Prime Minister's keynote address at the GLOBE Forum 2022
It is always so great to be back in Vancouver. I spent a lot of time here in B.C.—from summers with my grandparents, to paddling along the coast, to years as a schoolteacher here—so being here always feels like coming home.
Let me first start by acknowledging that we’re on the traditional Coast Salish territory of the Musqueam, Squamish, and Tsleil-Waututh Peoples. I also want to thank Chief Sparrow, Councillor Williams and Chief Thomas for the welcome.
And thank you, Steven, for that introduction and for everything you do to make big things happen on climate. Steven, your leadership and your vision have led us here today.
Thank you, my friend.
I want to start today with words about Ukraine.
People ask me how this will end, and I can tell you that’s not what Ukrainians are asking. They’re talking about how this must end: a full withdrawal of Russian troops and peace, democracy, freedom, and sovereignty restored.
The people of Ukraine and their president Volodymyr Zelenskyy are showing incredible resolve. They’re fighting not just for their country, but for all of us, as they defend democracy against dictatorship. And that’s why it’s so important that Canada and our allies around the world remain steadfast in our support of Ukraine with military, economic, and humanitarian aid, by providing a safe haven for people fleeing war, as Canadians always do.
We must remain resolved to punish this criminal invasion with catastrophic sanctions on Putin and his inner circle, to make them pay for as long as it takes. If Putin thinks we don’t have the staying power to see this through, he’s dead wrong.
Yes, there will be challenges and, yes, there will be pain.
Yes, many people in democracies like ours will face higher energy and food prices. But others in the world may face outright shortages and famine, while Ukrainians themselves fight for their lives and pay with their lives. Let us remember that.
Just yesterday I spoke once again with President Zelenskyy. Last week, I was with our allies at the NATO summit. And I’ve taken time with Ukrainian businesses and community gatherings, from Toronto to Montréal, and later today here in Vancouver, and what I’m hearing everywhere is that Canadians want to do their part.
For the coming months, Canada can help put food on the table and keep the lights on. And for the coming years, we can get into high gear to be ready for the future that is upon us. The leaders I spoke with in Europe over the past few weeks are clear; they don’t just want to end their dependence on Russian oil and gas: they want to accelerate the energy transformation to clean and green power. And Canadians have a big role in that work.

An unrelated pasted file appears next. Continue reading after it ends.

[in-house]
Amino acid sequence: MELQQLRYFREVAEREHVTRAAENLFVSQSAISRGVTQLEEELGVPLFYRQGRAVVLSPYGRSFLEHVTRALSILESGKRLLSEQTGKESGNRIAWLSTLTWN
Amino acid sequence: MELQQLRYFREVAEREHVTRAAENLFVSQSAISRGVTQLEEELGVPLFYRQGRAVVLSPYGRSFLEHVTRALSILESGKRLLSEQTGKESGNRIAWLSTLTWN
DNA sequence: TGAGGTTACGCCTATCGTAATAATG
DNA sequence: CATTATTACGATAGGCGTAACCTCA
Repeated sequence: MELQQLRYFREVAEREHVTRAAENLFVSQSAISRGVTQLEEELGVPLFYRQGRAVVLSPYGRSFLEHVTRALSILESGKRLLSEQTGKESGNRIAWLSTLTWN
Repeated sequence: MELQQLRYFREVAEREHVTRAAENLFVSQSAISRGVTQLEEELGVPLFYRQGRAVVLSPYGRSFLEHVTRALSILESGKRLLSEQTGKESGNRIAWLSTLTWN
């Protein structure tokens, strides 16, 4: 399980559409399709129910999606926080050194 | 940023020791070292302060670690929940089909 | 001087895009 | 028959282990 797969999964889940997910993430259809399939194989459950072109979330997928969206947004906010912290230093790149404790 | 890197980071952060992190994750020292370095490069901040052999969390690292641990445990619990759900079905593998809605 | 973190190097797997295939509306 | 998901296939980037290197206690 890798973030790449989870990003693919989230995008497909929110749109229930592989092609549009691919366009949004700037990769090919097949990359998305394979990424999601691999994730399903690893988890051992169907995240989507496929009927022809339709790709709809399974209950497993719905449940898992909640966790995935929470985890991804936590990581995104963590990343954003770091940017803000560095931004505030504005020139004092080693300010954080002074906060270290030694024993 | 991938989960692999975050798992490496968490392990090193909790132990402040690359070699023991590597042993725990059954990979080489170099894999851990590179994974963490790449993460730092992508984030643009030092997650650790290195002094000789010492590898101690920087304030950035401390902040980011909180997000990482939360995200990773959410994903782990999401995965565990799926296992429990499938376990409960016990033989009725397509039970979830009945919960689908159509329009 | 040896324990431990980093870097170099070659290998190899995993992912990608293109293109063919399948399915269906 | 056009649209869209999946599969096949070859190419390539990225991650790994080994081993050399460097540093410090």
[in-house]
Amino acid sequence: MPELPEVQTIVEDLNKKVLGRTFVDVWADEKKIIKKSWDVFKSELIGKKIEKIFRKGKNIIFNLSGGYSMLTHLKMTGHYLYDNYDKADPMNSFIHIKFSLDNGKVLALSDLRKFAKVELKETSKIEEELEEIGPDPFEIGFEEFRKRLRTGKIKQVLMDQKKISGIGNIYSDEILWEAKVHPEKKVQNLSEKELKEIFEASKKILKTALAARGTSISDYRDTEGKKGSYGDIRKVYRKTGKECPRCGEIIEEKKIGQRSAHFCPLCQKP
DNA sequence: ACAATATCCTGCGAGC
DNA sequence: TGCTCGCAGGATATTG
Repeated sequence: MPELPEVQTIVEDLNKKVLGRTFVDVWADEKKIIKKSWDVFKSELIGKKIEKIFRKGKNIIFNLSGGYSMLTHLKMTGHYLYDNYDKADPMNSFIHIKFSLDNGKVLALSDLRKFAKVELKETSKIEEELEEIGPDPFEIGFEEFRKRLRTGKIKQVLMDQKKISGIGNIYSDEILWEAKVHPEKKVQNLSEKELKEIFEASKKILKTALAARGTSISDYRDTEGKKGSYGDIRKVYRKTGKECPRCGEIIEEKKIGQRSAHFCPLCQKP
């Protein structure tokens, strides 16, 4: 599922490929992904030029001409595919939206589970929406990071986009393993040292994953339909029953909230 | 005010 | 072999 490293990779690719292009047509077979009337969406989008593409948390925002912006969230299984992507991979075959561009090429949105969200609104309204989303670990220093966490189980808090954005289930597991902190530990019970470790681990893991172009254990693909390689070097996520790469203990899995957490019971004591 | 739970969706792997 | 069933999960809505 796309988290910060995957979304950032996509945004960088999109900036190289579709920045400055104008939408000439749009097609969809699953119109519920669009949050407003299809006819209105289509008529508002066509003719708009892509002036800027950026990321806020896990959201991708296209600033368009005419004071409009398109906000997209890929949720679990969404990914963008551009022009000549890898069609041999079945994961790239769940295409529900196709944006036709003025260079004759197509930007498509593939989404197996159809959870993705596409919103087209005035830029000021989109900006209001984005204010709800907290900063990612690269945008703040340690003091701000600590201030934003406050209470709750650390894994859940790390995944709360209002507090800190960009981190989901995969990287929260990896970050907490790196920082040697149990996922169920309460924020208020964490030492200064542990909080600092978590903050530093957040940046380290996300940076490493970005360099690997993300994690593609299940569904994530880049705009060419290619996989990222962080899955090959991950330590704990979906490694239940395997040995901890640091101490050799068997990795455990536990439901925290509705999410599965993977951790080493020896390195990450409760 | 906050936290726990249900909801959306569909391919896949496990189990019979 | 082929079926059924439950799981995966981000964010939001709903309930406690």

So, that’s the context of where our world is today. That’s the context as I speak to you about fighting climate change, about protecting our planet, and, just as importantly, about securing success for Canadians in the greener future.
We don’t have to choose between a strong economy and a healthy environment. That’s what I said six years ago when I was here at this forum. At the time, a lot of people—especially in this room—agreed. But, honestly, fighting climate change was too often seen as simply a social responsibility. It wasn’t seen as a core component of economic or business plans.
Now things have changed. This is largely because we realized that climate action and the economy go hand in hand.
In the last 6 years, Canada has proven to the world that you can take meaningful climate action while building a strong, growing economy, and as always, B.C. is ahead of the curve.
We put a… yeah, you can applaud for B.C. on that one!
We put a price on pollution right across the country, and then fought for it all the way to the Supreme Court. The result? Not as some Conservative politicians foretold: the end of the Canadian economy as we know it; in fact, quite the opposite. The price on pollution continues to mean more money in the pockets of Canadians and less pollution in our air. And for businesses, it means it’s easier to invest in their own low-carbon future.
We pledged to support clean Canadian innovation, and then looked to projects that would create good jobs and clean growth in every part of this country. And the numbers? The numbers speak for themselves. In the last month alone, we announced 2,500 new jobs coming to Windsor, thanks to an LGES Stellantis facility to make electric vehicle batteries. Now, even a few years ago, this kind of multibillion-dollar deal would have seemed like a moonshot.
Today, it’s Canada’s new future for workers and a new face for global investors.
We’ve successfully issued Canada’s first-ever green bonds worth $5 billion, with the private sector snapping up the chance to invest in clean tech in Canada. And we’ve continued to build on our historic commitment to public transit with hundreds of millions more for projects that will cut pollution, create jobs, and make lives easier… and those are just announcements made in the last month.